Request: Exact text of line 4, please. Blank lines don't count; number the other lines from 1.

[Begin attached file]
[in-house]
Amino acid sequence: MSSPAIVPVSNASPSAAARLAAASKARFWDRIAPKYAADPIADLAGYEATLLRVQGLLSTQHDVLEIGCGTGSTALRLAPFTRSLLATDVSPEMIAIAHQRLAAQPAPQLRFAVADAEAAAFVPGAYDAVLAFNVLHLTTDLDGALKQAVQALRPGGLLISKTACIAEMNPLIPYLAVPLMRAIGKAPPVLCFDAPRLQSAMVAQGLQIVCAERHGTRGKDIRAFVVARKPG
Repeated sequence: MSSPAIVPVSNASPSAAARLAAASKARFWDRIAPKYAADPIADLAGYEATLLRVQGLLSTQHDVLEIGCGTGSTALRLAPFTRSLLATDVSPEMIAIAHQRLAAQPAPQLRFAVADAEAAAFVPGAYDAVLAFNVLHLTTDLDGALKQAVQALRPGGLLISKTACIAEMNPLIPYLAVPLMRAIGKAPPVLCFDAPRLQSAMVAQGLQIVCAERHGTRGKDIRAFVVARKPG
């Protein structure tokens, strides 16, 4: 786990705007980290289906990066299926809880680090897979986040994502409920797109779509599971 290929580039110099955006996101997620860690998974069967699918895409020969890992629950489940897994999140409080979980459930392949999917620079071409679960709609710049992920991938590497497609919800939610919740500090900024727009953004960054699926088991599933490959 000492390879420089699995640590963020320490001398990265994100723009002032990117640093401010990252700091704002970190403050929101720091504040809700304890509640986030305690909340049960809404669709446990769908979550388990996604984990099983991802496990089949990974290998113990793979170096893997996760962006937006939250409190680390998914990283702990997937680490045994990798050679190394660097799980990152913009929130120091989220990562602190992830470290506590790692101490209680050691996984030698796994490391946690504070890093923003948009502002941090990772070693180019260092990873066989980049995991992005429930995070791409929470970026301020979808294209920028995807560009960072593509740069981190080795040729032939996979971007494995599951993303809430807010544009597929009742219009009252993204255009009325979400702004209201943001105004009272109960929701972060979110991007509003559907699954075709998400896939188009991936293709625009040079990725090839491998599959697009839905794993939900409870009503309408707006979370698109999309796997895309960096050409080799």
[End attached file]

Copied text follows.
């Protein structure tokens, strides 16, 4: 786990705007980290289906990066299926809880680090897979986040994502409920797109779509599971 290929580039110099955006996101997620860690998974069967699918895409020969890992629950489940897994999140409080979980459930392949999917620079071409679960709609710049992920991938590497497609919800939610919740500090900024727009953004960054699926088991599933490959 000492390879420089699995640590963020320490001398990265994100723009002032990117640093401010990252700091704002970190403050929101720091504040809700304890509640986030305690909340049960809404669709446990769908979550388990996604984990099983991802496990089949990974290998113990793979170096893997996760962006937006939250409190680390998914990283702990997937680490045994990798050679190394660097799980990152913009929130120091989220990562602190992830470290506590790692101490209680050691996984030698796994490391946690504070890093923003948009502002941090990772070693180019260092990873066989980049995991992005429930995070791409929470970026301020979808294209920028995807560009960072593509740069981190080795040729032939996979971007494995599951993303809430807010544009597929009742219009009252993204255009009325979400702004209201943001105004009272109960929701972060979110991007509003559907699954075709998400896939188009991936293709625009040079990725090839491998599959697009839905794993939900409870009503309408707006979370698109999309796997895309960096050409080799």